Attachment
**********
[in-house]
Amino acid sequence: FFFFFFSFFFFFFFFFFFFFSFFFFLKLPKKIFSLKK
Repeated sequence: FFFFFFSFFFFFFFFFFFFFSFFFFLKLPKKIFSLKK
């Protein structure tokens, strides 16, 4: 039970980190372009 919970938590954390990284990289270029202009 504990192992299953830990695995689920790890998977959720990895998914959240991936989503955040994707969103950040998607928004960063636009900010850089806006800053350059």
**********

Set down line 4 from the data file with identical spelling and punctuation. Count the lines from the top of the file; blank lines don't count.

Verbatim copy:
């Protein structure tokens, strides 16, 4: 039970980190372009 919970938590954390990284990289270029202009 504990192992299953830990695995689920790890998977959720990895998914959240991936989503955040994707969103950040998607928004960063636009900010850089806006800053350059």